Are you itching to get rid of your dandruff?
Those telltale white flakes that land on the pristine darkness of your expensive (or not so expensive) suit are embarrassing. They’re often associated with poor hygiene. How many times have you spotted this affliction on someone else and immediately thought ‘Hmm, wonder when he or she last washed their hair!’ Or similar….
Dandruff has probably been afflicting humans ever since our furry coat retreated to the top of our head. Or maybe even before that – perhaps we had it all over when we still had hair all over! However long ago it was, dandruff is regarded as one of our oldest, and most persistent, health problems.
Today we manage to keep it under control with improved hygiene and specially formulated grooming products like anti-dandruff shampoos. Spare a thought though for our ancestors because this pesky problem would have been much worse before the concept of regular bathing and washing hair became a societal norm rather than the exception. In Medieval times for example neither was common so the world would have been a very smelly, and flaky, place to live at that time. Perhaps this reluctance to wash one’s hair was part of the reason for the white powdered look so popular in European society at one stage. Got dandruff? Let’s just powder the rest of our hair white too and no one will ever notice!
Fortunately, we’ve come a long way since the days of irregular bathing and extremely infrequent hair washing. We’ve also come to know a lot more about this itchy, flaky and embarrassing affliction. We also now know that even those who are scrupulous about personal hygiene and wash their hair to within an inch of its life every day with even the most expensive shampoos can still have, or get, dandruff.
What exactly is dandruff?
Where once it was thought to be associated with less than stellar lifestyle choices, today we now know it’s caused by something called Pityrosporum Ovale, a parasitical Anthropophlic fungus or yeast that likes to take up residence on our scalp. Fungi are organisms that like to obtain their nutrition from other organisms like humans, birds, animals, or plants. The microscopic versions of fungi like mildew, mould, and yeast are very familiar to us. Yeast in particular is associated with a number of infections that affect our skin.
Dandruff is flaky, visible bits of scalp skin. Gruesome though it sounds, shedding scalp skin is perfectly normal. In fact, we’re constantly shedding skin all the time, from all over the body. It happens because new skin cells are continuously being produced deep within the skin’s layers. As each new layer of cells is formed, it pushes the layer above it closer to the surface until eventually it becomes the surface layer. At that point, the skin cells will shed and because they’re microscopic, they’re invisible to all but the many microorganisms that like to feed on them. Think bed bugs….! When someone has dandruff, this process gets sped up and the skin cells also clump together to form flakes of skin.
The onset of dandruff, if you’re going to develop it, often coincides with puberty but you can develop it any age. If you’re male, you’re also more likely to get it, although females are by no means exempt! For these reasons it’s believed hormones may play a role in many dandruff cases. Dandruff has also been associated with health disorders like Parkinson’s but the reason for this has not yet been established. Interestingly it’s also been noted that many dandruff sufferers suffer more during winter than they do over summer.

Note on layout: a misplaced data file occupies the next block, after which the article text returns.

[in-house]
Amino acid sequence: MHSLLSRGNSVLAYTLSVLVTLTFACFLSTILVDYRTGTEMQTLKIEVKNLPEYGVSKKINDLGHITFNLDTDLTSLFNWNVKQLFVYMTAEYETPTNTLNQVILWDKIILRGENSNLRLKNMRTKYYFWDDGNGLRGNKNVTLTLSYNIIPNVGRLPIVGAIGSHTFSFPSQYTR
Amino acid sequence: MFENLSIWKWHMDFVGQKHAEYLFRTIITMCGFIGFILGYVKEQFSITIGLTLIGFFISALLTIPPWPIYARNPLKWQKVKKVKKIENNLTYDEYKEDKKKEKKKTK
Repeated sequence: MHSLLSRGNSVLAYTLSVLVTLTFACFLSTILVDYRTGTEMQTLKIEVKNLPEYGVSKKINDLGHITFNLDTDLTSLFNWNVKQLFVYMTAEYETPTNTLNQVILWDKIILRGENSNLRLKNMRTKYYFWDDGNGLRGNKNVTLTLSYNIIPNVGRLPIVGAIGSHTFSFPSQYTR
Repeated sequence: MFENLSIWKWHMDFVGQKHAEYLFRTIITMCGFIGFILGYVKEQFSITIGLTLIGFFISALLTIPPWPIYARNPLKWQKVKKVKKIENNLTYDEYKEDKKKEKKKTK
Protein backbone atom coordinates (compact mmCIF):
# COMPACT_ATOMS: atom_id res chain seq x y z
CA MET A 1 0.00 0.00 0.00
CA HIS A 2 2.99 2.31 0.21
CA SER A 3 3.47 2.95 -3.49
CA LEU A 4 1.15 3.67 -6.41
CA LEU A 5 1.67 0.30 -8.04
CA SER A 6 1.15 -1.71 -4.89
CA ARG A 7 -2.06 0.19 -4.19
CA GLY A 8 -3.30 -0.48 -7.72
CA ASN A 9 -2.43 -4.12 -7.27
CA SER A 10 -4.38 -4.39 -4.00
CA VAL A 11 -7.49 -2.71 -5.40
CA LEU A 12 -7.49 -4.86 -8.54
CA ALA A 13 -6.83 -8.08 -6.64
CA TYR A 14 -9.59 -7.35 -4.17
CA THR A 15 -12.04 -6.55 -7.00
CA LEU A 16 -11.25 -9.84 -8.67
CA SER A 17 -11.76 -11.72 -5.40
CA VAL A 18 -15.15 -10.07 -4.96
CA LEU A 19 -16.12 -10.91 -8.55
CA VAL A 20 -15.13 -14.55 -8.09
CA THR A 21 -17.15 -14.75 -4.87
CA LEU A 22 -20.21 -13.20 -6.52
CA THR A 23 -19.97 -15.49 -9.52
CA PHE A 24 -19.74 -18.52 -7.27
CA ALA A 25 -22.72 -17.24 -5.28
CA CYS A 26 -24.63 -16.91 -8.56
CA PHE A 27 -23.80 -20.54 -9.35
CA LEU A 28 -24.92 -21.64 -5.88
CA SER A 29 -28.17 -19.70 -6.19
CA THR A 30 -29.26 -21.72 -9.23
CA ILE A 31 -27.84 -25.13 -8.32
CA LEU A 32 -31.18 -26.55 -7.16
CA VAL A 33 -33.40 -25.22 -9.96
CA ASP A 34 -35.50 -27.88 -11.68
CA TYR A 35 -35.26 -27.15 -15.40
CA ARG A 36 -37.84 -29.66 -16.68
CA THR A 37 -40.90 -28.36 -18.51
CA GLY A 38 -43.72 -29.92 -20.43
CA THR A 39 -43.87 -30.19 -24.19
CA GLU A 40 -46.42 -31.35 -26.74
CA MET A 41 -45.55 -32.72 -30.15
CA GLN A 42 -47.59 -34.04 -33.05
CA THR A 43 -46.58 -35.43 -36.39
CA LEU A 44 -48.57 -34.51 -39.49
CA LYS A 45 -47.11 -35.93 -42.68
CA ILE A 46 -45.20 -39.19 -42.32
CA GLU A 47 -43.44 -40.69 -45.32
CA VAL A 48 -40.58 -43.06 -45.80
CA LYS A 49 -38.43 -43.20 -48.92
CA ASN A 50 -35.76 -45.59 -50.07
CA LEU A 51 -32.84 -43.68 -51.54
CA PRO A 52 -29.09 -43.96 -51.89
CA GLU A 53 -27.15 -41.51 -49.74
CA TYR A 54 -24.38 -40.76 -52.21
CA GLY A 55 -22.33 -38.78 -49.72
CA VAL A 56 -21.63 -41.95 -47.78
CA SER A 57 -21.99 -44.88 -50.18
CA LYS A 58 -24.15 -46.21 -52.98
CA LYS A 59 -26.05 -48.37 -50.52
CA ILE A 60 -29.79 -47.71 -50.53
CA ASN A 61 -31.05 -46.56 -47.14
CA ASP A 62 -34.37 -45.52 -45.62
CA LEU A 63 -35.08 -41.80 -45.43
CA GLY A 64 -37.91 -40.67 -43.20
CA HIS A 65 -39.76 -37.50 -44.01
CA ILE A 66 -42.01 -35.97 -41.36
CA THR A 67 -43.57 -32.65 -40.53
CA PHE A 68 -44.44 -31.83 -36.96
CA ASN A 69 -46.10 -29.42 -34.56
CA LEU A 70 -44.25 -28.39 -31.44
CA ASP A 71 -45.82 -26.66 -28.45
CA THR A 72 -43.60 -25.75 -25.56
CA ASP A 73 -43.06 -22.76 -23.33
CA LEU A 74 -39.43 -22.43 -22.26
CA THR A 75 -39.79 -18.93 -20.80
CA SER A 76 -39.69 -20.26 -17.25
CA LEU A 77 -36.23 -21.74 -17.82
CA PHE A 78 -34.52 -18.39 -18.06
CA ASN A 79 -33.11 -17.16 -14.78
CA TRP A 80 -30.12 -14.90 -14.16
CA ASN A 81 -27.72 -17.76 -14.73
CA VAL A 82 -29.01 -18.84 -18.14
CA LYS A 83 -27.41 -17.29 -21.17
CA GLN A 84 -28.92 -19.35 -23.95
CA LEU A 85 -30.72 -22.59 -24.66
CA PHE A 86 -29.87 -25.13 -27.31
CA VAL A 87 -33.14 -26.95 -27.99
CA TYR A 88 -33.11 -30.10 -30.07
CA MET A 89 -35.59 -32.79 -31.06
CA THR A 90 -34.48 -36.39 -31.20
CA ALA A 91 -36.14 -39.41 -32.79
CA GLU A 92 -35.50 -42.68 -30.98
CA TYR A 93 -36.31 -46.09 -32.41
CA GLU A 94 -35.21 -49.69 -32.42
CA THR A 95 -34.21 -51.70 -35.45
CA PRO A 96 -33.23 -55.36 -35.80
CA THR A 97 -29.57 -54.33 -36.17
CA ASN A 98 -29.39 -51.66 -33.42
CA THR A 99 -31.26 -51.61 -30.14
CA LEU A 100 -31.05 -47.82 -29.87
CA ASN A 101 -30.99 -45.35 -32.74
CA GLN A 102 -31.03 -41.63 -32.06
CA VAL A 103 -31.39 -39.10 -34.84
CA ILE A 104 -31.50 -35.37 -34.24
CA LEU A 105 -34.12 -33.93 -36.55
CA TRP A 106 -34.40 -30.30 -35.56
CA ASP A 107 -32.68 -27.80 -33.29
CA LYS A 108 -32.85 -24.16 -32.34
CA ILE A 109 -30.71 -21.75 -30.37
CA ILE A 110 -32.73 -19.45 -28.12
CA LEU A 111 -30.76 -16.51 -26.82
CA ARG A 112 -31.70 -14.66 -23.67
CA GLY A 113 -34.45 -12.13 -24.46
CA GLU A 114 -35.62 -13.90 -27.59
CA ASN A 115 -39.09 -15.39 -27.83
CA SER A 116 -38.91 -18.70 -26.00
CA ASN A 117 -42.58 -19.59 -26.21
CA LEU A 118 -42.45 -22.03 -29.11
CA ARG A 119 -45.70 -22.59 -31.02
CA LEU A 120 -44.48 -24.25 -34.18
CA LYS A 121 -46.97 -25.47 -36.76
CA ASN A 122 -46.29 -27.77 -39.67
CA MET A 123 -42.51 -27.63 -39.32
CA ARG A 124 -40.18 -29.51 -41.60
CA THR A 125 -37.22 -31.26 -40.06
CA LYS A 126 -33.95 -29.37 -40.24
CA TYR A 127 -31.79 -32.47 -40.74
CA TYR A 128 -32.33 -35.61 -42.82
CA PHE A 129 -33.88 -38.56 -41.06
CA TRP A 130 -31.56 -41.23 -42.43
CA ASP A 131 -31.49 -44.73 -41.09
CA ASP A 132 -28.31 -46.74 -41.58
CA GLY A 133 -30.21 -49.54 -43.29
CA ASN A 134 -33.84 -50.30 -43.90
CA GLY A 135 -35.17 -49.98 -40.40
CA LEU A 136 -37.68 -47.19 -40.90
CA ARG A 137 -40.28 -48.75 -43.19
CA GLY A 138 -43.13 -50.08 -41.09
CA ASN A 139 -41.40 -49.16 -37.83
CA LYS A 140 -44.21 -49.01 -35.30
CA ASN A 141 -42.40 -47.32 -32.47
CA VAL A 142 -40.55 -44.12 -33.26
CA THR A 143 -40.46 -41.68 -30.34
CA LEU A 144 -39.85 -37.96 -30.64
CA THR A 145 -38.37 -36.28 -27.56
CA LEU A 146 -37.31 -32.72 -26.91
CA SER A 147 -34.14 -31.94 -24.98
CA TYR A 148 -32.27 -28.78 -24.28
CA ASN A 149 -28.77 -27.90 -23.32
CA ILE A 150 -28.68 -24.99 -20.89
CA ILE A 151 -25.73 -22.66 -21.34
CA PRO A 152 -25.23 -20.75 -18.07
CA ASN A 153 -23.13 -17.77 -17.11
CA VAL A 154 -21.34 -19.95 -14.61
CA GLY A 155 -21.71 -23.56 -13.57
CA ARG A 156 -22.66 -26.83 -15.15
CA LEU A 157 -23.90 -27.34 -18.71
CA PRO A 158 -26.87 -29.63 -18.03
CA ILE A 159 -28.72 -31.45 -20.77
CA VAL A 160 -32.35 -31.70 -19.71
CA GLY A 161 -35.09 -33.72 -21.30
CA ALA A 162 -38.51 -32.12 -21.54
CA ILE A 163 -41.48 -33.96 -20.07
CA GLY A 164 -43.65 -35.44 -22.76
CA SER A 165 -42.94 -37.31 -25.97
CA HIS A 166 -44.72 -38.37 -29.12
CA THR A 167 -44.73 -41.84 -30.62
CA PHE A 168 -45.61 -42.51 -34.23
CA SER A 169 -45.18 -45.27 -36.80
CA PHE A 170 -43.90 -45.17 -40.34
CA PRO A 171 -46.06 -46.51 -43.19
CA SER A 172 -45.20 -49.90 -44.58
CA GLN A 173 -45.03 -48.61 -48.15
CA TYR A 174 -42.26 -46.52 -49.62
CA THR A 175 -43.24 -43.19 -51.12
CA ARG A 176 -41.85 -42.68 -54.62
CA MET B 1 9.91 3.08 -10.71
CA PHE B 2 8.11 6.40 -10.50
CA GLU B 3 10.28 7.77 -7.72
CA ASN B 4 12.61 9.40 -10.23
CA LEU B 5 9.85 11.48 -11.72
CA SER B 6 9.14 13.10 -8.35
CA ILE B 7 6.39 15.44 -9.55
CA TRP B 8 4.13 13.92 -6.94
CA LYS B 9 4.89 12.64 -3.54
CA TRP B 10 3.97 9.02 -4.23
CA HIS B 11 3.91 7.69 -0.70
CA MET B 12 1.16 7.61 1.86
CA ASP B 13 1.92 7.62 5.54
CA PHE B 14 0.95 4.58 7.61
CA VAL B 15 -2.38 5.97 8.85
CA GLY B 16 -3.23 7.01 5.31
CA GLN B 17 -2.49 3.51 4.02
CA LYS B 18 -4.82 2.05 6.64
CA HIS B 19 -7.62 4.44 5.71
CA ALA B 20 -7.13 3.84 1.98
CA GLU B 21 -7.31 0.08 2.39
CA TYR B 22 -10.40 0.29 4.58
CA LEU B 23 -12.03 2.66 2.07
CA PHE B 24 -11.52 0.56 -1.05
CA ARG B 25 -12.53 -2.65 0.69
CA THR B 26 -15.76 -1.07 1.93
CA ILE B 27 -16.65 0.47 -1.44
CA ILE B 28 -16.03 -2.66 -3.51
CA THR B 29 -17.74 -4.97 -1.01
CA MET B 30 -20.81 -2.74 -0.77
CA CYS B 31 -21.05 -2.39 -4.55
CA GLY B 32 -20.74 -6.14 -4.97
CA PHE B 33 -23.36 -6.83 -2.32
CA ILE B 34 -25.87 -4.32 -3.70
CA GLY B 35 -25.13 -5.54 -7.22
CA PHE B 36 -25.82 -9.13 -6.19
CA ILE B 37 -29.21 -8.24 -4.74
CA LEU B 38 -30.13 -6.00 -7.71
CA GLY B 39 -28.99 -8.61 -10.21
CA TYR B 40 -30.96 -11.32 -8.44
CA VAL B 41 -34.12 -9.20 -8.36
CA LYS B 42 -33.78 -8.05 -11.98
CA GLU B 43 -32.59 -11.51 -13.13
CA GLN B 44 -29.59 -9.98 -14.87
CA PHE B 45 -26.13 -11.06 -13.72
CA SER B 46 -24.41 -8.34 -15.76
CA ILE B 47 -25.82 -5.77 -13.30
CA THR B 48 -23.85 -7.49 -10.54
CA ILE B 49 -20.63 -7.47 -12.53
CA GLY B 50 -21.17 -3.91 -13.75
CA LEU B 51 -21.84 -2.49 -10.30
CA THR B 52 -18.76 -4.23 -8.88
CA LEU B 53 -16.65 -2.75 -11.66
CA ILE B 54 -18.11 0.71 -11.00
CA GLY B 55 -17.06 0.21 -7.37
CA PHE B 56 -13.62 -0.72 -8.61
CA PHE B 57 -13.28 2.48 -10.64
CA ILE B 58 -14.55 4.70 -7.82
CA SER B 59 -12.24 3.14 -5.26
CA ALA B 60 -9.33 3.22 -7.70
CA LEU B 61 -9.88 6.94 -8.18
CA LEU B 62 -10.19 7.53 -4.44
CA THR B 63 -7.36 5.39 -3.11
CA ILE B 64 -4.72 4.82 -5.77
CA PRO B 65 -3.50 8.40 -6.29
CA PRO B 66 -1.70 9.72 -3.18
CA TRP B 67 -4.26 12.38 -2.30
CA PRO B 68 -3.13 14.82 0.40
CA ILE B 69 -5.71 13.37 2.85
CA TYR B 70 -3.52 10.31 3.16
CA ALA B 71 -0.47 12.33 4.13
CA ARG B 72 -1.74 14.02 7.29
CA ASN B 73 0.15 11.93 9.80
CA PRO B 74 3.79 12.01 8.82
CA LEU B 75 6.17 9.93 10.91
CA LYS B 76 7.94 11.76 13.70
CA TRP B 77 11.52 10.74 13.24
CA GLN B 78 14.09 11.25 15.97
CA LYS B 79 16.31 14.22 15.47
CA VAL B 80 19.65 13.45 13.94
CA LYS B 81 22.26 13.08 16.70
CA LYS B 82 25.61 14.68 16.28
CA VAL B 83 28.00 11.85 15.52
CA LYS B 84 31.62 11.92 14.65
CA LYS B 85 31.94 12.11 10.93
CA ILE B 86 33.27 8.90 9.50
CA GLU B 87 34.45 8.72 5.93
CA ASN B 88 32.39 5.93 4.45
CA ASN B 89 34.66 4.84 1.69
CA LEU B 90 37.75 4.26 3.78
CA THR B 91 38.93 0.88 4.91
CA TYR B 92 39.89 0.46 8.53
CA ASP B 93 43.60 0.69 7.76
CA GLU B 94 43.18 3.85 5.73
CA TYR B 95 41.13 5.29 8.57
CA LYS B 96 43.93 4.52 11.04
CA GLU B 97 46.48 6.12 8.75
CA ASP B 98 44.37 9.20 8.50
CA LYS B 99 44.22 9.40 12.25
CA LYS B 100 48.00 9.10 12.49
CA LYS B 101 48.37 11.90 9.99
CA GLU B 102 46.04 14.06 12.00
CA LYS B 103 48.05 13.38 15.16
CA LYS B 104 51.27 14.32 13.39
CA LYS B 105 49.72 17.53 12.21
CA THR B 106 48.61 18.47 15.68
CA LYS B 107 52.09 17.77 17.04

Symptoms Of Dandruff
Obviously the most ‘obvious’ symptom is those embarrassing white flakes of skin on your shoulders. Your scalp may develop a slight itch. In severe cases, you may notice small scaly scars on your scalp as well.
Although it’s an annoying problem that affects around half the population, dandruff is not actually life threatening nor is it contagious. It’s just, well….embarrassing! It’s also easy enough in most cases to keep under control. If your dandruff is producing nothing more than just a bit of a sprinkle, shampooing your hair daily with a mild product designed for every day use may keep it under control for you. If not, try a medicated one.
More severe dandruff though often calls for more drastic measures. You may need to investigate heavy weight pharmacy only shampoos that contain anti-yeast ingredients and other compounds proven to relieve the scalp conditions that lead to severe dandruff. One of the most common ingredients in most of the best anti-dandruff shampoos is ketoconazole. This compound is an anti-fungal and its specific purpose in life is to get rid of yeast and fungal infections. Like dandruff and seborrheic dermatitis. You’ll find ketoconazole in a range of both over the counter and prescription only shampoos, creams and other anti-fungal, anti-yeast topical treatments. In the US, over the counter products containing ketoconazole will only contain 1% or less – anything higher than that is now prescription only. Elsewhere, you’ll probably still be able to buy 2% ketoconazole products without prescription. One of the better-known ketoconazole containing shampoos is Nizoral but there are plenty of others.
There are also a few natural alternatives if the thought of pouring a manufactured chemical on your head a couple of times a week doesn’t enchant you. Wheat proteins, vitamin B6, zinc oxide, salicylic acid, and tea tree oil are the common anti-fungals and anti-microbials used in these products.
Experiment with a few until you find one that works best for you because, as is typical with these types of products, there is no ‘one size fits all’ solution.